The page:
AJ100 #7: Will Hurst on Atkins
AJ100 Top 10 profiles: Established in London on the eve of the Second World War, Atkins has gone on to become a truly global firm, writes Will Hurst
As the multi-disciplinary business - which is headquartered at Epsom in Surrey and employs 9,400 staff in the UK, including 97 architects - celebrated its 75th anniversary last year, it was clear that its international expansion is simply going to increase.
Chief executive Uwe Krueger, a German physicist and brain scientist who took over from previous incumbent Keith Clarke in 2011, has vowed to increase Atkins’ international turnover from about 55 per cent of the total to 75 per cent in the medium term with a particular focus on expansion in the Asia and the Middle East. The listed company, which trades on the FTSE 250, reported improved business in these two regions in its latest update in the year to 31 March 2014 but said it expected flat year-on-year revenue at its UK business.
In Asia in particular the firm has enjoyed some huge wins in recent months, including the masterplan for an aerospace hub near Kuala Lumpur in Malaysia and the masterplan for a new town in eastern China - a deal signed in front of prime minister David Cameron at a business summit between the two countries held in Beijing.
Other projects overseas include delivering a major mixed-use project in the central business district of Luanda, Angola, which consists of three towers and a retail podium and is currently under construction.
But Atkins’ success abroad does not come at the expense of UK work. The firm was the official engineering design consultant on the London 2012 Games and worked extensively on the development of the Olympic Park in Stratford, the delivery of 100 temporary Games venues and the current conversion of the park back into a major community facility and visitor attraction.
Atkins was also behind the redesign of the highly congested intersection at Oxford Circus in London, creating a pedestrian-friendly diagonal crossing, modelled on Tokyo’s innovative Shibuya crossing. The company is particularly active in rail, working on projects such as London’s £15 billion Crossrail and the acclaimed new Dalmarnock station in Glasgow (pictured right), as well as in the airports, education and defence sectors.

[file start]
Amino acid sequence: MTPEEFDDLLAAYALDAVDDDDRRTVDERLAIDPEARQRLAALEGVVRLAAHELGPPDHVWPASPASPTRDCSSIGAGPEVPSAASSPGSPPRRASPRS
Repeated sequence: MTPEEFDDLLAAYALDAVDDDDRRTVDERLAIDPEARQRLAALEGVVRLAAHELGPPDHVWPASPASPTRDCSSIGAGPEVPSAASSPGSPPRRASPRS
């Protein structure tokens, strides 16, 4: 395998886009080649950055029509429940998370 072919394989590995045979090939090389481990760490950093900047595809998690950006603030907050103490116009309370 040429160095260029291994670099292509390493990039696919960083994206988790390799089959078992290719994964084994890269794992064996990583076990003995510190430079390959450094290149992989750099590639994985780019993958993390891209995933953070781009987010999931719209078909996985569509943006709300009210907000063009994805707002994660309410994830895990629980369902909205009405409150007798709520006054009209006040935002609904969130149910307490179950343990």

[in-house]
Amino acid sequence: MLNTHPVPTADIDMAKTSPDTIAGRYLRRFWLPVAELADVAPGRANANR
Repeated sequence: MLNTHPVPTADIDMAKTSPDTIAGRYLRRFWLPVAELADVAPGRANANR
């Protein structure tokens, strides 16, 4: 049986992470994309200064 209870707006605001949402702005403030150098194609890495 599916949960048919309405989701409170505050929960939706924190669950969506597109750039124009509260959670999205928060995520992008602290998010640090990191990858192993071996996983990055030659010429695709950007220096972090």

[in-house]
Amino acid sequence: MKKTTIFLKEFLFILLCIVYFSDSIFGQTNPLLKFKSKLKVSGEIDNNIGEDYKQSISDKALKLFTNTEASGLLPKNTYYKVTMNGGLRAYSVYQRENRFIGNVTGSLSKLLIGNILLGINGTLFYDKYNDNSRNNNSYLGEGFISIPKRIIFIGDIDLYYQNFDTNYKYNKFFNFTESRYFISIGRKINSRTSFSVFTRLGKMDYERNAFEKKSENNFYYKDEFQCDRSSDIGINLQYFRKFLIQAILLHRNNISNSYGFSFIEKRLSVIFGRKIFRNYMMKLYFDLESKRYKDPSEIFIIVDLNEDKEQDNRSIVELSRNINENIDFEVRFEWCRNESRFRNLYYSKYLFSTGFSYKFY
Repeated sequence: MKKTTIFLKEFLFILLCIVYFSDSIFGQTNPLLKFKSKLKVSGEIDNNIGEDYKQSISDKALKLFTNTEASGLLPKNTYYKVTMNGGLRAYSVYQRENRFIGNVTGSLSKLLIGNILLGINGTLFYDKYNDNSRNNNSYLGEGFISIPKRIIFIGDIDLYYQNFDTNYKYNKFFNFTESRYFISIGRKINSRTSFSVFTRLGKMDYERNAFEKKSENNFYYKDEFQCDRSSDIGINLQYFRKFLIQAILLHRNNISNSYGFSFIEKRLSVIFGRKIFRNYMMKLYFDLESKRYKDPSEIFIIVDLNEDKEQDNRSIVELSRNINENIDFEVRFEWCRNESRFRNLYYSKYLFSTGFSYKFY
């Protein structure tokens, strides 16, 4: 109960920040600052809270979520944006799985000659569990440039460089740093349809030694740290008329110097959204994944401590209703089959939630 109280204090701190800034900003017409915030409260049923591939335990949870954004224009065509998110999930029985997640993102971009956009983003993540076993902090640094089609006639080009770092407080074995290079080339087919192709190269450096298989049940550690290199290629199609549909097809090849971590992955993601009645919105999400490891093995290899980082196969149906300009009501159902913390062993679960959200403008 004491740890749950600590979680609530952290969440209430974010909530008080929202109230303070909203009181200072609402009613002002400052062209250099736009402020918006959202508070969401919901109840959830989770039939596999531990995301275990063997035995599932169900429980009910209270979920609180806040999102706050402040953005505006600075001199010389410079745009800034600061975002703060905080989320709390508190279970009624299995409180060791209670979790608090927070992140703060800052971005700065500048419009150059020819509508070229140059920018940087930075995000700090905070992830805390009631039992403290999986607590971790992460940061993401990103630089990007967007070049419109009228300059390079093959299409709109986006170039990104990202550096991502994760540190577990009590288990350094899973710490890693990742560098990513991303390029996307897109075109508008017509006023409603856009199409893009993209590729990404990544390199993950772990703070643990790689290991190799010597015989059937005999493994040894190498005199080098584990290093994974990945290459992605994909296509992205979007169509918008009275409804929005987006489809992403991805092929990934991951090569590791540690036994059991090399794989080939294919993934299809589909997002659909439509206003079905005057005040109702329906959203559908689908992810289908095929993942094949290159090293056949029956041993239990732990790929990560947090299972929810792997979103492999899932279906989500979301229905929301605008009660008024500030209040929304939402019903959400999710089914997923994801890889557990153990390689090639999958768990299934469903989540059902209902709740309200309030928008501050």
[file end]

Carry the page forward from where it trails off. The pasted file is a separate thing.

‘Finding staff with the skills to deliver more technically challenging projects will continue to be an issue’ - Jason Speechly-Dick
Here in the UK, Atkins is primary known as an engineer and Krueger has previously spoken of his frustration that the firm’s architectural expertise has often been overlooked in Britain, pointing out that this is not the case in other parts of the world, such as the Gulf region. The firm did lose one of its bestknown architects last September when Tom Wright, designer of the practice’s famous Burj Al-Arab hotel in Dubai - left to set up a new firm with two colleagues. However, Atkins’ architecture arm is growing and it has brought in new blood, including Will Freeman, former head of venue design development at the London Organising Committee of the Olympic and Paralympic Games, as architecture business director. It also promoted directors Philip Watson to head of architecture in the UK and Jason Speechly- Dick to lead its international architecture business.
The UK business has a growing workload in school design and has been bringing in architects at associate level to support its work in this field. It is also eyeing an expansion to cover further and higher education.
Speechly-Dick says Atkins strives to produce well thought-out architectural solutions which also have ‘heart and soul’, adding: ‘Finding staff resource with the appropriate skills to deliver the more technically challenging projects will continue to be an issue for the profession.’